In recognition of Kosciuszko's unique value as a conservation area, it’s been named a UNESCO Biosphere Reserve. More than half of the park, over 350,000ha (almost 865,000 acres), has been declared wilderness, including the Jagungal, Western Fall and Indi wilderness areas, located in the Khancoban area. The park's alpine and sub-alpine areas are home to rare plant species found nowhere else in the world, such as the Southern corroboree frog.

    • Round Mountain Hut walking track Round Mountain Hut walking track winds through the Jagungal Wilderness Area in central Kosciuszko National Park. A great Snowy Mountains walk or ride, it offers view and spring wildflowers on its way to the rustic hut.

    Plants and animals you may see

    Animals

    • Common wombat. Photo: Ingo Oeland

      Common wombat (Vombatus ursinus)

      A large, squat marsupial, the Australian common wombat is a burrowing mammal found in coastal forests and mountain ranges across NSW and Victoria. The only other remaining species of wombat in NSW, the endangered southern hairy-nosed wombat, was considered extinct until relatively recently.

    • Brush tail possum. Photo: Ken Stepnell

      Common brushtail possum (Trichosurus vulpecula)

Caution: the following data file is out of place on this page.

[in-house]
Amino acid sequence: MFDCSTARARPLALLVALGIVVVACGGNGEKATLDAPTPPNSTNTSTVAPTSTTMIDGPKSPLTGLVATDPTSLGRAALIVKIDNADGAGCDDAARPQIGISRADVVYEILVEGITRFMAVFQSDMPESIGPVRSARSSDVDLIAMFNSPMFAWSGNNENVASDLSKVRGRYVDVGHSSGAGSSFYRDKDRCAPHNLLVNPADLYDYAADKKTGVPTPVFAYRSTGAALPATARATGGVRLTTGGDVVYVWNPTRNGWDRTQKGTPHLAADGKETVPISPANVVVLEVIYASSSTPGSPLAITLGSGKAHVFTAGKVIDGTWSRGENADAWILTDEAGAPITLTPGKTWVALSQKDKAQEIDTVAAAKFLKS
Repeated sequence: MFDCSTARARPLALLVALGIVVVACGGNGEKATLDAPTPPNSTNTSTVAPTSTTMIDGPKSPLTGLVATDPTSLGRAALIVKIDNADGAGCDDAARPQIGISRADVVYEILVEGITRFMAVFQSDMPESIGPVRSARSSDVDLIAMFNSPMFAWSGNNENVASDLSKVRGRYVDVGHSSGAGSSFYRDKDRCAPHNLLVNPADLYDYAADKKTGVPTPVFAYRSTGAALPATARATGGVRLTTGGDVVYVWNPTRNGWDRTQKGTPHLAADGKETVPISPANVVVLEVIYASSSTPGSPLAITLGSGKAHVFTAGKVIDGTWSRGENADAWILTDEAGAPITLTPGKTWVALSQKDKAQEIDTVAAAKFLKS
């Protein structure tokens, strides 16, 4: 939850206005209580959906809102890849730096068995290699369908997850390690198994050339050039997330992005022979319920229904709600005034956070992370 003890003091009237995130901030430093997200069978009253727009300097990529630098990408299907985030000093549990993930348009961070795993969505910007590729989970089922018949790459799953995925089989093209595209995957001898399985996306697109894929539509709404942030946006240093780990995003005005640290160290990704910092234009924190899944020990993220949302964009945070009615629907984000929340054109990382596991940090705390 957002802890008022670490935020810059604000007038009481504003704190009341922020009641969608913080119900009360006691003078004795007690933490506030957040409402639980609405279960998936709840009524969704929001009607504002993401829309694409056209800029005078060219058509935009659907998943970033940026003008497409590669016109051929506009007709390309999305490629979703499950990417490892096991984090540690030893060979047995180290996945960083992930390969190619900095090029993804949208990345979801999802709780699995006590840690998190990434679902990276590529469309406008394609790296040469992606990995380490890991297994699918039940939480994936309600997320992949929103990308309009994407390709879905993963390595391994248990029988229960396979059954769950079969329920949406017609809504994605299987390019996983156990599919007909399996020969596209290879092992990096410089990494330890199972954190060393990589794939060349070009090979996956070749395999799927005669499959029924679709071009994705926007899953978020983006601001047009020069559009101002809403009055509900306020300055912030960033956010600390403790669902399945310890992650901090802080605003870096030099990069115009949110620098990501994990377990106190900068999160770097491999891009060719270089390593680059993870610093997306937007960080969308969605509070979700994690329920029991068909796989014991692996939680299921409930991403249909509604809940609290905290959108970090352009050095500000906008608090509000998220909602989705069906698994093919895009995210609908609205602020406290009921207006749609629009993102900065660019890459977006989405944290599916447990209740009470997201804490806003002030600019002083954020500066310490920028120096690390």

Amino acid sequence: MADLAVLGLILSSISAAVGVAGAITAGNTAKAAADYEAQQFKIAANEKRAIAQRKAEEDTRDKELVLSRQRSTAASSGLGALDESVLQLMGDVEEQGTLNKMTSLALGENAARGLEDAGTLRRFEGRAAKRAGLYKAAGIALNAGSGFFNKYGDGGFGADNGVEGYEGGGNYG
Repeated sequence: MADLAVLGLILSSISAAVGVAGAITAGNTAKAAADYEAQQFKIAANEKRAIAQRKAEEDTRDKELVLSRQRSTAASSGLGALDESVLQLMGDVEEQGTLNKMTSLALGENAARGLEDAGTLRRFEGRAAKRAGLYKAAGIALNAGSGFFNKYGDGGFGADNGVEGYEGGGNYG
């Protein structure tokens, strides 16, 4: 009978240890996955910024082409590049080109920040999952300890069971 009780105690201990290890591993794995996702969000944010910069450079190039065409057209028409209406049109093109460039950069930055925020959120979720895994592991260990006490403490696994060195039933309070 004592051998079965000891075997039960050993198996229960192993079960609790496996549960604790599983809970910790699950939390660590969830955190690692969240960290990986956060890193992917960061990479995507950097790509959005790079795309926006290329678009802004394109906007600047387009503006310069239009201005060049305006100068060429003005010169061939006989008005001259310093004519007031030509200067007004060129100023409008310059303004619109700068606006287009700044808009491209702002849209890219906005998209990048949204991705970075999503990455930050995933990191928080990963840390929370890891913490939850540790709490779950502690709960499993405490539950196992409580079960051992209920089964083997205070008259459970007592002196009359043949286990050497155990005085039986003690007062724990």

One of the most widespread of Australian tree-dwelling marsupials, the common brushtail possum is found across most of NSW in woodlands, rainforests and urban areas. With strong claws, a prehensile tail and opposable digits, these native Australian animals are well-adapted for life amongst the trees.

    • Eastern common ringtail possum. Photo: Ken Stepnell

      Common ringtail possum (Pseudocheirus peregrinus)

      Commonly found in forests, woodlands and leafy gardens across eastern NSW, the Australian ringtail possum is a tree-dwelling marsupial. With a powerful tail perfectly adapted to grasp objects, it forages in trees for eucalypt leaves, flowers and fruit.

    • Emu, Paroo Darling National Park. Photo: John Spencer

      Emu (Dromaius novaehollandiae)

      The largest of Australian birds, the emu stands up to 2m high and is the second largest bird in the world, after the ostrich. Emus live in pairs or family groups. The male emu incubates and rears the young, which will stay with the adult emus for up to 2 years.